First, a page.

Sundance Film Review: Violation
Directors: Madeleine Sims-Fewer and Dusty Mancinelli
Premiere: 01.31, 10:00 p.m.
Streaming on Shudder: 03.25
Content warning: This article address issues of sexual violence and assault. Please take that in advisement as you read and share it.
Sometimes seeing something on screen that feels disturbingly real provides film with its only means to articulate the gravity of its narrative situations. In Violation, Miriam (played by Co-writer and Co-director Madeleine Sims-Fewer), is raped in her sleep by her brother-in-law while out on a weekend getaway at the family cabin. Facing enraged disbelief from her sister, who’s never seen her husband as anything other than an angel, Miriam finds herself in a position of complete solitude and must undertake the search for justice and healing on her own time and terms.
Sims-Fewer uses her role to imbue Violation with an unnerving personalism, drawing viewers into her experiences throughout the film’s story. The moments preceding the assault, the event itself and the immediate fallout are portrayed with a delirious sense of subjectivity, an sense-blurring loss of control. Saturated in antinaturalistic lighting and delivered through obscuring, constantly shifting camera angles, the weight of Miriam’s trauma spreads out into a rush that takes feeling as its realist guide. Here, the viewer sits alongside Miriam, living through her anxiety-induced palpitations and the overwhelming sense of betrayal and disorientation.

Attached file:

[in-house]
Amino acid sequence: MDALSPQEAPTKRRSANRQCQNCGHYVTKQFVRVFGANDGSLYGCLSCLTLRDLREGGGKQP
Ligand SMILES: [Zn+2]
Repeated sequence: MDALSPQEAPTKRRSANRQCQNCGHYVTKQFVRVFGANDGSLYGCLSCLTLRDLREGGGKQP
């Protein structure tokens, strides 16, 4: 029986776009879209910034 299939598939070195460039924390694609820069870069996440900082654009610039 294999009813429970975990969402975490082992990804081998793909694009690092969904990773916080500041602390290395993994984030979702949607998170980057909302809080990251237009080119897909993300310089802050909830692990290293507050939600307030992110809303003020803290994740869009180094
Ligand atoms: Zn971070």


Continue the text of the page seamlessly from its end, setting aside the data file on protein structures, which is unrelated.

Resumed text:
Against these almost hallucinogenic recollections, there’s a chilliness with which Miriam enacts her revenge. From her calculated bait-and-switch of her assaulter to the (very, very vivid) scenes that detail her chopping up and burning the body with a cold, procedural detachment, Violation uncomplicates its presentation and lets these scenes—containing some of the most graphic violence I’ve seen on screen today—speak through their inherent audacity. Here, the confusion of the lake house scenes dries up into a stiffness that morphs the film’s frights into a horror of utter realism. Here, Miriam’s life-or-death motivation oozes off the screen, and we watch the grim detail with which she acts, reacts and reflects.
The ultimate power of Violation comes from its unique sequencing, with these the “before” and “after” narrative blocks alternating against each other throughout the film. Moments after we watch Miriam retaliate, we’re thrown back into another scene of the traumatic event unfolding. For every second of the film, we’re constantly living in the middle of Miriam’s racing brain, always reliving, reevaluating, reconvincing, even as the narrative proper reaches some form of finality.
In its depictions of violence and its emotional investigation of post-traumatic life, Violation lives at the far edge of film’s extremities. But never does it ask you to balk at its visual audacity for the sake of the images themselves; rather, the film uses its shocking content as a pathway toward realism. And such feels like the only way forward, as any attempt to doll this up would lose touch with the actual horror at the heart of the narrative, the urgent necessity to understand exactly what happened and why. –Audrey Lockie